There was this little thing called the Florentine Republic. It had a tough time over the years (those darn Medici are so troublesome), but at the very end of the 15th century it had been reinstated and things were looking good. Now, if you are a little republic in the Renaissance looking to flex your new governmental muscles there a couple things you can do. One of them just happens to be harnessing the artistic power of some of the most coveted and respected artists of the day to do your bidding. Lucky, for this little republic, they just happened to have access to two of the most significant artists available: Leonardo da Vinci (technically he is from Vinci, but whatevs) and Michelangelo. You know…no big deal.

So, you take these two BIG names and you give them a BIG project: decorate the massive walls of the Sala del Gran Consiglio (also known as the Sala dei Cinquecento) in the Palazzo Vecchio (the government building in Florence). In 1503, Leonardo was commissioned to fresco the “Battle of Anghiari” (a battle famously won by the Florentines) on one of the long walls of the rectangular Sala. He had finished his preliminary drawing (called a cartoon) and had begun painting it by 1505. In typical Leo fashion, however, he used a very experimental technique and before the brushes were dry the wall was already having problems. Continue reading…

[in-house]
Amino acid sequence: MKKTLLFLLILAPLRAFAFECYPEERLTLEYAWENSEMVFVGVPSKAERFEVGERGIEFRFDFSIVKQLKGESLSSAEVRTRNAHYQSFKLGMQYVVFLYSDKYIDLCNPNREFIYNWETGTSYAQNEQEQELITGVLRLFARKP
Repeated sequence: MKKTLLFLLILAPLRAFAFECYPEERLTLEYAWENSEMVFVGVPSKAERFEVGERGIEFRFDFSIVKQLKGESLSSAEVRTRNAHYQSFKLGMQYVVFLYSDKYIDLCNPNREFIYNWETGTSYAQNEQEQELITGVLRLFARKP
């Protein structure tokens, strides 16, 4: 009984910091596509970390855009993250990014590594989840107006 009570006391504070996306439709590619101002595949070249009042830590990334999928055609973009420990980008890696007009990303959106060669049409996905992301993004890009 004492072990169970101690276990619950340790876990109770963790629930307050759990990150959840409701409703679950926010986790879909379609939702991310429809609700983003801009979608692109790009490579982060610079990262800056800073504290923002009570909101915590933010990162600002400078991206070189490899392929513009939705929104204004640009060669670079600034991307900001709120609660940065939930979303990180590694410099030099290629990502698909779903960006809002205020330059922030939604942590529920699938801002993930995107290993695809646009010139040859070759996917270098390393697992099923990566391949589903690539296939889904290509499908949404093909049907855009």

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Michelangelo’s David: More Than Meets The Eye

As someone who lived in Florence for a number of years and lead countless students, tours, friends, and family to see Michelangelo’s David, I have been asked a variety of questions regarding this famous statue. Did Michelangelo model him after the real David? What was David’s last name? Why is his…ahem, you-know-what, so small? Why does he have a mullet? And, finally, the question that forever changed how I thought about the David…What makes him so important and special? The context surrounding this question, posed to me by a 16 year-old student on a study abroad program I was working for, may help set the scene.